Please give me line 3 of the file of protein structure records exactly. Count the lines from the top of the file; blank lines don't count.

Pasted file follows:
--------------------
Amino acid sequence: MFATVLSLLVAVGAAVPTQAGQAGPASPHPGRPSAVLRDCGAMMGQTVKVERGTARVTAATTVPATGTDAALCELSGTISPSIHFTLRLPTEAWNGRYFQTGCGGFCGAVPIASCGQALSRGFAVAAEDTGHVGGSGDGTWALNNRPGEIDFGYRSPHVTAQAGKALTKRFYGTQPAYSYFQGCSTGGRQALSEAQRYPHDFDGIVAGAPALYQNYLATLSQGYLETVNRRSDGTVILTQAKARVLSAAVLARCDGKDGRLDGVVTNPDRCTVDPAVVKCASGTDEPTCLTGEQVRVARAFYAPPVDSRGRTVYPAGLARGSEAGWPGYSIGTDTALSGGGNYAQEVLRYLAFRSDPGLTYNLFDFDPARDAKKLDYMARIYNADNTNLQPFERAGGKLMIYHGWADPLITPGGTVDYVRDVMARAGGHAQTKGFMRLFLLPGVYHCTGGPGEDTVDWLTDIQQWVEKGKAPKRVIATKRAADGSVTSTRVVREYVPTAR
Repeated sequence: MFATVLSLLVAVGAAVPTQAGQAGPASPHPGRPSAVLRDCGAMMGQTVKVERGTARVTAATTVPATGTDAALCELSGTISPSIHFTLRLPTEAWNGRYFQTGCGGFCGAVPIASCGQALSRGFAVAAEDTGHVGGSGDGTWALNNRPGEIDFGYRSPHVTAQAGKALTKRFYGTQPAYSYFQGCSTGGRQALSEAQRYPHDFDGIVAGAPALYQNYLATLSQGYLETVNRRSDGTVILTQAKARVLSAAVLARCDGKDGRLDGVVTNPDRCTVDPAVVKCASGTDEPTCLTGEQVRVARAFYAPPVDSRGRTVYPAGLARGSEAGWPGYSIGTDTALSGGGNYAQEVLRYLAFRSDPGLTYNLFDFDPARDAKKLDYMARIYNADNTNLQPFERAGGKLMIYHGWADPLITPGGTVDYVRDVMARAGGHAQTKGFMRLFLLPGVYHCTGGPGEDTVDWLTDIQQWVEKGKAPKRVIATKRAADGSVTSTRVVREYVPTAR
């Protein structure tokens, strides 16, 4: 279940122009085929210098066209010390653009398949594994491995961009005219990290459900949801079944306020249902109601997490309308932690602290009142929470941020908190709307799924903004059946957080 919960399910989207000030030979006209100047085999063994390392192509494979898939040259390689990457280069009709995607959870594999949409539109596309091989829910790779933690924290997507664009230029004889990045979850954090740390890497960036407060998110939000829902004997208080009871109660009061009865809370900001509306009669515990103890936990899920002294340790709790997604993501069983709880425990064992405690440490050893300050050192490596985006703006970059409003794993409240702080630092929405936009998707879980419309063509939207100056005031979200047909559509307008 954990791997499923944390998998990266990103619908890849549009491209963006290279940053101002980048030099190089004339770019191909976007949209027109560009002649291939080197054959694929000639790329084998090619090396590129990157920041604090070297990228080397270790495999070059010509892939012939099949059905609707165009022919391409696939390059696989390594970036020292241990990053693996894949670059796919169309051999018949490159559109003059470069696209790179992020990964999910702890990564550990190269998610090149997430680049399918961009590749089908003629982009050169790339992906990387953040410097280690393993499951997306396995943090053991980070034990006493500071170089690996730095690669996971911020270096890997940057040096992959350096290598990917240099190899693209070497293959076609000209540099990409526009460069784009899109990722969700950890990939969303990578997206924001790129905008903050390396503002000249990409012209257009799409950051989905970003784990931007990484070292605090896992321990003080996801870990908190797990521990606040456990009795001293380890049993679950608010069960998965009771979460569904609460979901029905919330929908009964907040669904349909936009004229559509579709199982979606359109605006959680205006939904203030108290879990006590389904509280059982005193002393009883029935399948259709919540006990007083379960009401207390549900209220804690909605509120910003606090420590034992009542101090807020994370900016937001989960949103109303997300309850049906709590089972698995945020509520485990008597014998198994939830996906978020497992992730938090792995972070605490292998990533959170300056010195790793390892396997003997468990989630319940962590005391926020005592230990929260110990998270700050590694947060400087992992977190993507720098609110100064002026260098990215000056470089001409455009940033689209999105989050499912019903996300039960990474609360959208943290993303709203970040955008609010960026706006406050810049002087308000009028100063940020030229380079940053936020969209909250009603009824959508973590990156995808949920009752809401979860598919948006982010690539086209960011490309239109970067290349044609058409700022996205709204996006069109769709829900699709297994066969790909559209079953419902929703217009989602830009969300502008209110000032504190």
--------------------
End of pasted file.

């Protein structure tokens, strides 16, 4: 279940122009085929210098066209010390653009398949594994491995961009005219990290459900949801079944306020249902109601997490309308932690602290009142929470941020908190709307799924903004059946957080 919960399910989207000030030979006209100047085999063994390392192509494979898939040259390689990457280069009709995607959870594999949409539109596309091989829910790779933690924290997507664009230029004889990045979850954090740390890497960036407060998110939000829902004997208080009871109660009061009865809370900001509306009669515990103890936990899920002294340790709790997604993501069983709880425990064992405690440490050893300050050192490596985006703006970059409003794993409240702080630092929405936009998707879980419309063509939207100056005031979200047909559509307008 954990791997499923944390998998990266990103619908890849549009491209963006290279940053101002980048030099190089004339770019191909976007949209027109560009002649291939080197054959694929000639790329084998090619090396590129990157920041604090070297990228080397270790495999070059010509892939012939099949059905609707165009022919391409696939390059696989390594970036020292241990990053693996894949670059796919169309051999018949490159559109003059470069696209790179992020990964999910702890990564550990190269998610090149997430680049399918961009590749089908003629982009050169790339992906990387953040410097280690393993499951997306396995943090053991980070034990006493500071170089690996730095690669996971911020270096890997940057040096992959350096290598990917240099190899693209070497293959076609000209540099990409526009460069784009899109990722969700950890990939969303990578997206924001790129905008903050390396503002000249990409012209257009799409950051989905970003784990931007990484070292605090896992321990003080996801870990908190797990521990606040456990009795001293380890049993679950608010069960998965009771979460569904609460979901029905919330929908009964907040669904349909936009004229559509579709199982979606359109605006959680205006939904203030108290879990006590389904509280059982005193002393009883029935399948259709919540006990007083379960009401207390549900209220804690909605509120910003606090420590034992009542101090807020994370900016937001989960949103109303997300309850049906709590089972698995945020509520485990008597014998198994939830996906978020497992992730938090792995972070605490292998990533959170300056010195790793390892396997003997468990989630319940962590005391926020005592230990929260110990998270700050590694947060400087992992977190993507720098609110100064002026260098990215000056470089001409455009940033689209999105989050499912019903996300039960990474609360959208943290993303709203970040955008609010960026706006406050810049002087308000009028100063940020030229380079940053936020969209909250009603009824959508973590990156995808949920009752809401979860598919948006982010690539086209960011490309239109970067290349044609058409700022996205709204996006069109769709829900699709297994066969790909559209079953419902929703217009989602830009969300502008209110000032504190």